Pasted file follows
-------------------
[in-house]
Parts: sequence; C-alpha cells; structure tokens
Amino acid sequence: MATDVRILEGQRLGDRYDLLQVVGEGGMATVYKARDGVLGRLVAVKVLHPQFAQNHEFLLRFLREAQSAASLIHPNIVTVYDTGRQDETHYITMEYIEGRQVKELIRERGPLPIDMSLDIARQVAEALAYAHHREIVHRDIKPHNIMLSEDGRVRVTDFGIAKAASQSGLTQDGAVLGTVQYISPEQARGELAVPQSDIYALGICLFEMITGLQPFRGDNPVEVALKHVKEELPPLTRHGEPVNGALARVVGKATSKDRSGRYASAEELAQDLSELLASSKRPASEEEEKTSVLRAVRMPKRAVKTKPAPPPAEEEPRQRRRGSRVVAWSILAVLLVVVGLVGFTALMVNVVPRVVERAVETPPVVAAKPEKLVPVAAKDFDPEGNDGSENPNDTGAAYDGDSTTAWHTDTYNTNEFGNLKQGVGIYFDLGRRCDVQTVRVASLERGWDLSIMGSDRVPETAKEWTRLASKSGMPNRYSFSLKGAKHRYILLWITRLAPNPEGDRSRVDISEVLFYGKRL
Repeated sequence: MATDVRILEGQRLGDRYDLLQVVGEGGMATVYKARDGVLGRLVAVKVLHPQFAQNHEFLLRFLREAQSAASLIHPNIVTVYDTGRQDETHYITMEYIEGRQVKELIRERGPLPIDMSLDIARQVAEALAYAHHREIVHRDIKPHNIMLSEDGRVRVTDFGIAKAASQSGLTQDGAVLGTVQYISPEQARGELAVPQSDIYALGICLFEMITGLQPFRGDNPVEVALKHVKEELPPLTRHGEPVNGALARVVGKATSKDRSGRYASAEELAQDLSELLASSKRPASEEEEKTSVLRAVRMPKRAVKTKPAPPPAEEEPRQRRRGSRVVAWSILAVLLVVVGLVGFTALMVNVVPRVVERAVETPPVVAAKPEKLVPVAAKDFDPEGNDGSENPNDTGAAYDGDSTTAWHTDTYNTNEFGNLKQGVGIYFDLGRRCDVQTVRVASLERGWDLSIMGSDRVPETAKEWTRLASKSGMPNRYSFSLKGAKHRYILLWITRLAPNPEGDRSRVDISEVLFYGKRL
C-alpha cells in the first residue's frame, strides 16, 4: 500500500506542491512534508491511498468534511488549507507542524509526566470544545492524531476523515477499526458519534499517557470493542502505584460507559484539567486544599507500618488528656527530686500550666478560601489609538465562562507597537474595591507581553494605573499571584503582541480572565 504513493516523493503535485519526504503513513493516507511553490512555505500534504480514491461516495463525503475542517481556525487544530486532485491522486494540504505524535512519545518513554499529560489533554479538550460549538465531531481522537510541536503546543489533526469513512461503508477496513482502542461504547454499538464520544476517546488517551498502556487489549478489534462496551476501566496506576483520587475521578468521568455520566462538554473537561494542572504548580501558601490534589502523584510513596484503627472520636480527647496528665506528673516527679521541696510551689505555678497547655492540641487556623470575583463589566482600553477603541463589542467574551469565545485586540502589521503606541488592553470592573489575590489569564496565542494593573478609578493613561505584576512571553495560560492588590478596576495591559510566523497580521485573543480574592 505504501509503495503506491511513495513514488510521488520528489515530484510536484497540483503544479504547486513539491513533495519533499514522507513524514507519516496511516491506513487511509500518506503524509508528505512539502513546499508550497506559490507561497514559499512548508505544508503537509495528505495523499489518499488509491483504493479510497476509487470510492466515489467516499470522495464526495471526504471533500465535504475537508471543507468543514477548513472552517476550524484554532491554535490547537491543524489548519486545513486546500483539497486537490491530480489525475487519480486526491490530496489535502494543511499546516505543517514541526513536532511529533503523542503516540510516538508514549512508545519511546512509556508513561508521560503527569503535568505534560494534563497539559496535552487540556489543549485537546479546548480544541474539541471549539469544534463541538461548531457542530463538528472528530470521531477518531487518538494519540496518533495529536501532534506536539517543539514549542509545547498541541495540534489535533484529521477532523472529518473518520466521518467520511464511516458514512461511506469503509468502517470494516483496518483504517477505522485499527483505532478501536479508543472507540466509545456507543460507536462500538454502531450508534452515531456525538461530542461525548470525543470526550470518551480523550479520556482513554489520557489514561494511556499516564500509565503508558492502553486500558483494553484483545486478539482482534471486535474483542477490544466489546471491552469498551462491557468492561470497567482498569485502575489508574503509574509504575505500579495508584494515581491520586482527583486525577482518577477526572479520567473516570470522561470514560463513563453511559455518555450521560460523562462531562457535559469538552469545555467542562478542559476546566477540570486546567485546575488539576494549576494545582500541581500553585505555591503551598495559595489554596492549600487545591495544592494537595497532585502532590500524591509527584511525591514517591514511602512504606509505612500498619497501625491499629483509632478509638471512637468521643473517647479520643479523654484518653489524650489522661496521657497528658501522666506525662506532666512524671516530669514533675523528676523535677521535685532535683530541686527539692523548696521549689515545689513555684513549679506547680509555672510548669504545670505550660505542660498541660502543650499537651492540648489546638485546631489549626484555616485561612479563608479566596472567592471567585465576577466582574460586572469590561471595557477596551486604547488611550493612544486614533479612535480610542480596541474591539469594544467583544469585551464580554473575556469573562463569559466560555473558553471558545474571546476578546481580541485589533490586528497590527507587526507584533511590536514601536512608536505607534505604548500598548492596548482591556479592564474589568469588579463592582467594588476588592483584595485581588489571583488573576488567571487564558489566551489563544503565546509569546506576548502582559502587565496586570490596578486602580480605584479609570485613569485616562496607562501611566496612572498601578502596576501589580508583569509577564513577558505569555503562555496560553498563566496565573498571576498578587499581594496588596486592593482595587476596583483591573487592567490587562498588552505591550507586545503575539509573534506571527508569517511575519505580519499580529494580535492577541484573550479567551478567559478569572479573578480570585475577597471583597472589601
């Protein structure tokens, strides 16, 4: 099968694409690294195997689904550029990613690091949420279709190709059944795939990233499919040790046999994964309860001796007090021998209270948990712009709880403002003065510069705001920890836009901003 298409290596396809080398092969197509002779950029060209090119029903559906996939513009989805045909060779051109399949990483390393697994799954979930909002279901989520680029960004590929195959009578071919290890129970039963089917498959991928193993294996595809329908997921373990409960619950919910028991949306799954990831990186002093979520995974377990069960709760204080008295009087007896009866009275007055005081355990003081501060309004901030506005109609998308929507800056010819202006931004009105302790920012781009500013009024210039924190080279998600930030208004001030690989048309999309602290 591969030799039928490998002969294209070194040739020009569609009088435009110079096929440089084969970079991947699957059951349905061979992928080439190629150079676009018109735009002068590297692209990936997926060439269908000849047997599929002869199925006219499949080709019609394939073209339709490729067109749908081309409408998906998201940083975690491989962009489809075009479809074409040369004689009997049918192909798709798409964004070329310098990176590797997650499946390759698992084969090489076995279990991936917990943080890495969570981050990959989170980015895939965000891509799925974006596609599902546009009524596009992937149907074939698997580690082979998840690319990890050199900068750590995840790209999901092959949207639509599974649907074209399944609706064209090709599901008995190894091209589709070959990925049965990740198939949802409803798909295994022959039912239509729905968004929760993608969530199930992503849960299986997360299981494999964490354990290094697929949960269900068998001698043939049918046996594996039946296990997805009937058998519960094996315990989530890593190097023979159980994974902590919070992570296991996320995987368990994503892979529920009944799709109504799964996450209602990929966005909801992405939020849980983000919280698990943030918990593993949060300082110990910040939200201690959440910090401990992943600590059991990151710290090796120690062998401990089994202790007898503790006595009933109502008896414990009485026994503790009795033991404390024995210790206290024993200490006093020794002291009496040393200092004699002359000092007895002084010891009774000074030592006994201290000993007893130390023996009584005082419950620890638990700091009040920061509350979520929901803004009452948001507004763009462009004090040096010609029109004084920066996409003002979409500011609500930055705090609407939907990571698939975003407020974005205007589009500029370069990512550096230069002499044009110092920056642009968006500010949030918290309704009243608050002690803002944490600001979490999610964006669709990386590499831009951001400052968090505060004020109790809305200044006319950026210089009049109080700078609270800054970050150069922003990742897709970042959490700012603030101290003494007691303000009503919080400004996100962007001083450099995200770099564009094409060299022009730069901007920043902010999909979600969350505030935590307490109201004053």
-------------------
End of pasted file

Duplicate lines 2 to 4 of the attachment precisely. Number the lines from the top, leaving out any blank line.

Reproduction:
Parts: sequence; C-alpha cells; structure tokens
Amino acid sequence: MATDVRILEGQRLGDRYDLLQVVGEGGMATVYKARDGVLGRLVAVKVLHPQFAQNHEFLLRFLREAQSAASLIHPNIVTVYDTGRQDETHYITMEYIEGRQVKELIRERGPLPIDMSLDIARQVAEALAYAHHREIVHRDIKPHNIMLSEDGRVRVTDFGIAKAASQSGLTQDGAVLGTVQYISPEQARGELAVPQSDIYALGICLFEMITGLQPFRGDNPVEVALKHVKEELPPLTRHGEPVNGALARVVGKATSKDRSGRYASAEELAQDLSELLASSKRPASEEEEKTSVLRAVRMPKRAVKTKPAPPPAEEEPRQRRRGSRVVAWSILAVLLVVVGLVGFTALMVNVVPRVVERAVETPPVVAAKPEKLVPVAAKDFDPEGNDGSENPNDTGAAYDGDSTTAWHTDTYNTNEFGNLKQGVGIYFDLGRRCDVQTVRVASLERGWDLSIMGSDRVPETAKEWTRLASKSGMPNRYSFSLKGAKHRYILLWITRLAPNPEGDRSRVDISEVLFYGKRL
Repeated sequence: MATDVRILEGQRLGDRYDLLQVVGEGGMATVYKARDGVLGRLVAVKVLHPQFAQNHEFLLRFLREAQSAASLIHPNIVTVYDTGRQDETHYITMEYIEGRQVKELIRERGPLPIDMSLDIARQVAEALAYAHHREIVHRDIKPHNIMLSEDGRVRVTDFGIAKAASQSGLTQDGAVLGTVQYISPEQARGELAVPQSDIYALGICLFEMITGLQPFRGDNPVEVALKHVKEELPPLTRHGEPVNGALARVVGKATSKDRSGRYASAEELAQDLSELLASSKRPASEEEEKTSVLRAVRMPKRAVKTKPAPPPAEEEPRQRRRGSRVVAWSILAVLLVVVGLVGFTALMVNVVPRVVERAVETPPVVAAKPEKLVPVAAKDFDPEGNDGSENPNDTGAAYDGDSTTAWHTDTYNTNEFGNLKQGVGIYFDLGRRCDVQTVRVASLERGWDLSIMGSDRVPETAKEWTRLASKSGMPNRYSFSLKGAKHRYILLWITRLAPNPEGDRSRVDISEVLFYGKRL